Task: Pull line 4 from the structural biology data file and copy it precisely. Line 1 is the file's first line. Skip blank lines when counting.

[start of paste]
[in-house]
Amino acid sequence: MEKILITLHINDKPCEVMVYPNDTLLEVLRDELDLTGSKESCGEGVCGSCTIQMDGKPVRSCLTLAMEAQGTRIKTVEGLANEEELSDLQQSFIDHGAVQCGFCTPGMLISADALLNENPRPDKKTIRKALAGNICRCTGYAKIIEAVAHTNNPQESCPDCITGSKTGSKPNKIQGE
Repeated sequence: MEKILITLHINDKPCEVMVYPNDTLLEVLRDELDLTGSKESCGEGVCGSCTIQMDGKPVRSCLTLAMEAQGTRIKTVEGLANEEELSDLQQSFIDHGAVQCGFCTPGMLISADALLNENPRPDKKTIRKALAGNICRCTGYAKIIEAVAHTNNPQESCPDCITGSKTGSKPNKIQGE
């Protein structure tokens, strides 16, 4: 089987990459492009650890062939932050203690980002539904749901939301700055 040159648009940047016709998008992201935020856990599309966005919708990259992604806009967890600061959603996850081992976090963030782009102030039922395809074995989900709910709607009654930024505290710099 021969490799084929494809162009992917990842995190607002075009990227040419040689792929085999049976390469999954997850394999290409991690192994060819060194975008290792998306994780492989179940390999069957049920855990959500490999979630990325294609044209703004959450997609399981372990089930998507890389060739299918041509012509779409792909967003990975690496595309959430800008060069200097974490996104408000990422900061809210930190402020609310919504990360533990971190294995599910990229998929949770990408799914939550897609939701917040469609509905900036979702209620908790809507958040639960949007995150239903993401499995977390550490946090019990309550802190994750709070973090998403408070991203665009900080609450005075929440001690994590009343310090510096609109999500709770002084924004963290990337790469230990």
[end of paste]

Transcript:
């Protein structure tokens, strides 16, 4: 089987990459492009650890062939932050203690980002539904749901939301700055 040159648009940047016709998008992201935020856990599309966005919708990259992604806009967890600061959603996850081992976090963030782009102030039922395809074995989900709910709607009654930024505290710099 021969490799084929494809162009992917990842995190607002075009990227040419040689792929085999049976390469999954997850394999290409991690192994060819060194975008290792998306994780492989179940390999069957049920855990959500490999979630990325294609044209703004959450997609399981372990089930998507890389060739299918041509012509779409792909967003990975690496595309959430800008060069200097974490996104408000990422900061809210930190402020609310919504990360533990971190294995599910990229998929949770990408799914939550897609939701917040469609509905900036979702209620908790809507958040639960949007995150239903993401499995977390550490946090019990309550802190994750709070973090998403408070991203665009900080609450005075929440001690994590009343310090510096609109999500709770002084924004963290990337790469230990």